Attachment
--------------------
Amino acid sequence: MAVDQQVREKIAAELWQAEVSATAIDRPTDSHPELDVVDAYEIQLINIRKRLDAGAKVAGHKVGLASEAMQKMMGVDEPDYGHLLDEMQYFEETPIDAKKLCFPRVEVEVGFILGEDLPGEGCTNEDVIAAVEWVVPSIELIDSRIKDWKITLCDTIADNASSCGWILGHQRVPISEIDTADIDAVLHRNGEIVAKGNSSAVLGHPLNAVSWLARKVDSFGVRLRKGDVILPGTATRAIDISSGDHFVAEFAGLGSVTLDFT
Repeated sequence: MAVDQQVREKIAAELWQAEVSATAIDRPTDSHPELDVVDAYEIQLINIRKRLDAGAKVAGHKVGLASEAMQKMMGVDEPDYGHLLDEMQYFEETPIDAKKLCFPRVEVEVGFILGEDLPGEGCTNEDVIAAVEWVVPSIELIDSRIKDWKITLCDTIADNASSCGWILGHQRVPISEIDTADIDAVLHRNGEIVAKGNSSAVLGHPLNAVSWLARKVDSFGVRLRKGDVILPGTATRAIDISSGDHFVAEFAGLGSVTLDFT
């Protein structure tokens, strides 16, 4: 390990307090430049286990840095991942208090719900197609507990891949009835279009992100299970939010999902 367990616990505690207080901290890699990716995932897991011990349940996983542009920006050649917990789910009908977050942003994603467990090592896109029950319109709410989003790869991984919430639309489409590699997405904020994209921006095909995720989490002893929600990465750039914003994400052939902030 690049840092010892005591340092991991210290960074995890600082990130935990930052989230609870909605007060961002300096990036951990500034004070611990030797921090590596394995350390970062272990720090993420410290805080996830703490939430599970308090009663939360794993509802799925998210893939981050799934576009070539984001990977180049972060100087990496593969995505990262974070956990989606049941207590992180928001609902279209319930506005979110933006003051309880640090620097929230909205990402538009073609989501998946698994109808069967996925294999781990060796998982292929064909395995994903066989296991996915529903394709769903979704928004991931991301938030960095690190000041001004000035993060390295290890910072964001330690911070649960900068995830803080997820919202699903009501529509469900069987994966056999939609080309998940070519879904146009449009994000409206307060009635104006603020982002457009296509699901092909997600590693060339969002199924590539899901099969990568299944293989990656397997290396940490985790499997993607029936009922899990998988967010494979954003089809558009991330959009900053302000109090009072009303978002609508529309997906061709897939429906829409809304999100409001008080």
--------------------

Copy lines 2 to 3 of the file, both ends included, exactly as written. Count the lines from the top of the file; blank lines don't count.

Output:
Repeated sequence: MAVDQQVREKIAAELWQAEVSATAIDRPTDSHPELDVVDAYEIQLINIRKRLDAGAKVAGHKVGLASEAMQKMMGVDEPDYGHLLDEMQYFEETPIDAKKLCFPRVEVEVGFILGEDLPGEGCTNEDVIAAVEWVVPSIELIDSRIKDWKITLCDTIADNASSCGWILGHQRVPISEIDTADIDAVLHRNGEIVAKGNSSAVLGHPLNAVSWLARKVDSFGVRLRKGDVILPGTATRAIDISSGDHFVAEFAGLGSVTLDFT
């Protein structure tokens, strides 16, 4: 390990307090430049286990840095991942208090719900197609507990891949009835279009992100299970939010999902 367990616990505690207080901290890699990716995932897991011990349940996983542009920006050649917990789910009908977050942003994603467990090592896109029950319109709410989003790869991984919430639309489409590699997405904020994209921006095909995720989490002893929600990465750039914003994400052939902030 690049840092010892005591340092991991210290960074995890600082990130935990930052989230609870909605007060961002300096990036951990500034004070611990030797921090590596394995350390970062272990720090993420410290805080996830703490939430599970308090009663939360794993509802799925998210893939981050799934576009070539984001990977180049972060100087990496593969995505990262974070956990989606049941207590992180928001609902279209319930506005979110933006003051309880640090620097929230909205990402538009073609989501998946698994109808069967996925294999781990060796998982292929064909395995994903066989296991996915529903394709769903979704928004991931991301938030960095690190000041001004000035993060390295290890910072964001330690911070649960900068995830803080997820919202699903009501529509469900069987994966056999939609080309998940070519879904146009449009994000409206307060009635104006603020982002457009296509699901092909997600590693060339969002199924590539899901099969990568299944293989990656397997290396940490985790499997993607029936009922899990998988967010494979954003089809558009991330959009900053302000109090009072009303978002609508529309997906061709897939429906829409809304999100409001008080």